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Janet Murguía Headshot

Peck's Remarks on Immigrants and Feral Hogs Offensive to Kansas -- Offensive to America

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Kansas State Representative Virgil Peck might think he was being funny Monday, but to Hispanics everywhere his comments are no joke.

According to Tuesday's Lawrence World Journal, Peck told his state's House Appropriations Committee, "It might be a good idea to control illegal immigration the way the feral hog population has been controlled -- with hunters shooting from helicopters."

Such language has no place in civil discourse and should be condemned by his committee, his leadership, and the state legislature.

Unfortunately, this is not the first time a legislator has compared undocumented immigrants to animals or much worse. Terms like "illegals," "invasion," "aliens," "hunting them down," and "anchor babies" litter the immigration debate like confetti.

In April, Pat Bertroche, a physician running for Congress in Iowa, said in a campaign forum, "I actually support microchipping them. I can microchip my dog so I can find it. Why can't I microchip an illegal?" Senator Rand Paul of Kentucky called for building an electrified underground fence along the U.S.-Mexico border. And Tom Mullins, a Republican candidate for Congress in New Mexico, one-upped him by proposing to put down land mines.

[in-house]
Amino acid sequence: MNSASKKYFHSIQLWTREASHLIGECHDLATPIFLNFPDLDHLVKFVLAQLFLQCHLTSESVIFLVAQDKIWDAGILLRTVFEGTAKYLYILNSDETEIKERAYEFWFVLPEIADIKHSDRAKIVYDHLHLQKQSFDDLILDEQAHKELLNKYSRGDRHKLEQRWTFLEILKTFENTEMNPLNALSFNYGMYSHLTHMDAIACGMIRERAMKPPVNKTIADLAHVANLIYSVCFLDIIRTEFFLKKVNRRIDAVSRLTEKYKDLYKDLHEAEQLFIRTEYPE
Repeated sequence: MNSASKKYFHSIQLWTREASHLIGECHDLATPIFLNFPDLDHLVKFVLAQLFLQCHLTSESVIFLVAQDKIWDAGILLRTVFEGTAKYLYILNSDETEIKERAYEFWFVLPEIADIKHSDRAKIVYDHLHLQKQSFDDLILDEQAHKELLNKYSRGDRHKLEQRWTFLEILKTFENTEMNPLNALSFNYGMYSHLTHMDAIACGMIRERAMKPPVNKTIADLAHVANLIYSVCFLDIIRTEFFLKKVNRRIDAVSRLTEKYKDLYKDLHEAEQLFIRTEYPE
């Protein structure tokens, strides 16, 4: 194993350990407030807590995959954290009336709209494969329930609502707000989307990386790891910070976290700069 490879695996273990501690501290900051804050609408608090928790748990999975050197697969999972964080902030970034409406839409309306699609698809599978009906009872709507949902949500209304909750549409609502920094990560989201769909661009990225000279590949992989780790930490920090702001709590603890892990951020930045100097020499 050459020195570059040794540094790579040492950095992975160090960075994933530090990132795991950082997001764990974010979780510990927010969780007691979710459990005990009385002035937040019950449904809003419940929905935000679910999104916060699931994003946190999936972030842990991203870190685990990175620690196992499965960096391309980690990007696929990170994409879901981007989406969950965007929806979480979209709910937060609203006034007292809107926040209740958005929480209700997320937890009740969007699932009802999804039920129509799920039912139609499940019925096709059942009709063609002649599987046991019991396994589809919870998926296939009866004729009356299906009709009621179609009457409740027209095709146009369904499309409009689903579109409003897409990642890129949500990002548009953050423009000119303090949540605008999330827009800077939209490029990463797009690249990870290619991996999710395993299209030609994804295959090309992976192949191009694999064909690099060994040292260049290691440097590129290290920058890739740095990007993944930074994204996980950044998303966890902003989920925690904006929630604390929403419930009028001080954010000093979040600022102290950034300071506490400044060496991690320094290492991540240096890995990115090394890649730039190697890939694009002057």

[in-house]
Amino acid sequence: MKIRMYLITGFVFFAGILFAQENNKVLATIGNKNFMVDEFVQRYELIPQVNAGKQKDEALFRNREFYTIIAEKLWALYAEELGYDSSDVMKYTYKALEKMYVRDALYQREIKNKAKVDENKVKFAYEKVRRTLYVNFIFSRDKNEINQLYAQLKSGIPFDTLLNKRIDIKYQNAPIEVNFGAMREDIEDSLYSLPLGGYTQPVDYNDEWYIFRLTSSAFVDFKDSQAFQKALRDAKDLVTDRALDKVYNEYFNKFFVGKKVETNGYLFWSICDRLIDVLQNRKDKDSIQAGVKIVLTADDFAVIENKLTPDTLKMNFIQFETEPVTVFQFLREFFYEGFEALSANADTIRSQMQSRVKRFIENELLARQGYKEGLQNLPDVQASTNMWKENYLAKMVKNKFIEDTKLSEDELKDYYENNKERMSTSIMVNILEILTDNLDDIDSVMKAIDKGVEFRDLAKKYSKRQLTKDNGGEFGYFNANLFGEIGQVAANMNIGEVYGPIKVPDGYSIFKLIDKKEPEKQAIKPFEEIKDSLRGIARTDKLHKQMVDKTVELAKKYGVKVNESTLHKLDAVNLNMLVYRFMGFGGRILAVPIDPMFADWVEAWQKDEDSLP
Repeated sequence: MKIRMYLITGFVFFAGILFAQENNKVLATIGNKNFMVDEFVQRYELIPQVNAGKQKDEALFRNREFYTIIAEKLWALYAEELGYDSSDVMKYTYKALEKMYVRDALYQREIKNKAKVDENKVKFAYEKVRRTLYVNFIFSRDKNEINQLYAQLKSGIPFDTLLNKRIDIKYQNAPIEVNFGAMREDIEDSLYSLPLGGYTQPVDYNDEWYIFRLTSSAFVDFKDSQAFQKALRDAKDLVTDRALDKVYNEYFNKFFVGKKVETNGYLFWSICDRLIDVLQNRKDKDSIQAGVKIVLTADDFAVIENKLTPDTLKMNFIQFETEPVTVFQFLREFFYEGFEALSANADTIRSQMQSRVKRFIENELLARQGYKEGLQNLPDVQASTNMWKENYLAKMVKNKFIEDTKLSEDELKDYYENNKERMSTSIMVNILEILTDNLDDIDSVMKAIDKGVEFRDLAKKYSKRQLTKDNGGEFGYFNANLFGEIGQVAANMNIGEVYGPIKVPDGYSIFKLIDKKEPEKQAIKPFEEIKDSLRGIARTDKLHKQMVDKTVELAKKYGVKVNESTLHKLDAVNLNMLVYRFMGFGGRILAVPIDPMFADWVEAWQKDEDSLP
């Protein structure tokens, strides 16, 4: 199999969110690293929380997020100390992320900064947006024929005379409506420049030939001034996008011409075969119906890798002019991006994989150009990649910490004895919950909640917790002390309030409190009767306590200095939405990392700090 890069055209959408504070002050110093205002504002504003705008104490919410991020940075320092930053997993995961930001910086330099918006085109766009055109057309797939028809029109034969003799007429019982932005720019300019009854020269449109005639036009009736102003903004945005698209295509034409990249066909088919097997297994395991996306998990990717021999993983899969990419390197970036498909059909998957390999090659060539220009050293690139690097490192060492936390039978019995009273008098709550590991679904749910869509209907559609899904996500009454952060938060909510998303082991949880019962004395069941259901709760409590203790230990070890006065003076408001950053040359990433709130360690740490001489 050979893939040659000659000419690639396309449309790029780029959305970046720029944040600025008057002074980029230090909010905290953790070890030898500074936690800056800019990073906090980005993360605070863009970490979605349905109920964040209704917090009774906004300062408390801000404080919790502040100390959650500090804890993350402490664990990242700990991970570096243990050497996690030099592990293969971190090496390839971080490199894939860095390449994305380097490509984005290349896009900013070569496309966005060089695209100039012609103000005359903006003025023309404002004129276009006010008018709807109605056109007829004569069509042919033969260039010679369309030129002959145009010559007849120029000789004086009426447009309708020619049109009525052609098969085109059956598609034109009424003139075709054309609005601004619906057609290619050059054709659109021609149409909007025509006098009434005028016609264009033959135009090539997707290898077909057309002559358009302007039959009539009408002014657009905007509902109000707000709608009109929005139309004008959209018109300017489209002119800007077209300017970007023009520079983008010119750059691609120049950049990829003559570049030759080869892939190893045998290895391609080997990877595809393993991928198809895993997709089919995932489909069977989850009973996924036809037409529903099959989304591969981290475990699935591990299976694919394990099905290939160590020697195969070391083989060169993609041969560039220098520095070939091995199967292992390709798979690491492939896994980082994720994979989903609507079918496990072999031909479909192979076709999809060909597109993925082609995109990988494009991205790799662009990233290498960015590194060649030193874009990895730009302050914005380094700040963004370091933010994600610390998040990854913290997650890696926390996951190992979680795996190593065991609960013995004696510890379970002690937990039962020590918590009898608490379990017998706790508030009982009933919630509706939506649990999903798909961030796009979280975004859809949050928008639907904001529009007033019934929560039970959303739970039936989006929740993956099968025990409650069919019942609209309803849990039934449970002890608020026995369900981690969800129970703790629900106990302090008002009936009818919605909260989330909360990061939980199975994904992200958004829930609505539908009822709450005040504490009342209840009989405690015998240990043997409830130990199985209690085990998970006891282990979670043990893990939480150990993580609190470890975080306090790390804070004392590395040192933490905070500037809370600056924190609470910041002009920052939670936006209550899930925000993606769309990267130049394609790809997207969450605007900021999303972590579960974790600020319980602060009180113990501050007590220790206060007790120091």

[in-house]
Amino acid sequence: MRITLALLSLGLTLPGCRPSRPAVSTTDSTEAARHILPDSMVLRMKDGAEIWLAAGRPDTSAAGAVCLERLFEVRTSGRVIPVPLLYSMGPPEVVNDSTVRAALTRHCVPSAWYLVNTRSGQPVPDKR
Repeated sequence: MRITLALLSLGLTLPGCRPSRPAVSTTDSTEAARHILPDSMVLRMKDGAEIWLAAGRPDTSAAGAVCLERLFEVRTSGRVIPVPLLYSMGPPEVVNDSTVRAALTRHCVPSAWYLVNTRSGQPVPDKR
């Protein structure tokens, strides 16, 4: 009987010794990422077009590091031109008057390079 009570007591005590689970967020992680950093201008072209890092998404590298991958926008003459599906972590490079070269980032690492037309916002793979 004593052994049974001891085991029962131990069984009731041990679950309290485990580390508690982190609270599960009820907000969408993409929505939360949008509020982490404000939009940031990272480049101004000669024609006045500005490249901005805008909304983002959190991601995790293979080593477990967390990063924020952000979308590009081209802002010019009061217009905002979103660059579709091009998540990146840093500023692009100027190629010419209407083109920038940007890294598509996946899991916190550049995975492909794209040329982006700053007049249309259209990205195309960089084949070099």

But advocating for shooting humans from helicopters is far beyond unacceptable. Ironically, Peck's comment comes just days after NCLR launched its Pledge for Respect campaign. It appears it couldn't have come at a more timely moment.

When Representative Peck was asked about his comment, he said, "I was just speaking like a southeast Kansas person." It is despicable that Peck would invoke his Kansan heritage to defend his remarks. I was born and raised in Kansas, and the people I grew up with are hardworking people with close-knit families, good neighbors, and people of strong faith. They do not think that hunting human beings is funny. Peck owes his constituents and my home state an apology.

Peck was also quoted as saying "I think it's over" and that he did not expect any more controversy over his comment. I beg to differ.

When political leaders suggest violence as a means to an end, even jokingly, their comments add to the public perception that such actions are acceptable. Peck doesn't think he did anything wrong. He needs to understand that this type of rhetoric has no place in public discourse. That's why we are also asking Mike O'Neal, Speaker of the Kansas House of Representatives, to call for an apology and an end to this intolerance in the Kansas legislature.

We understand that our country is tired of federal inaction on immigration reform. But dehumanizing and scapegoating immigrants is not a solution. We look to our elected officials for solutions and expect them to behave like leaders. It's time that they start acting like it. Kansans, and the rest of America, deserve better.

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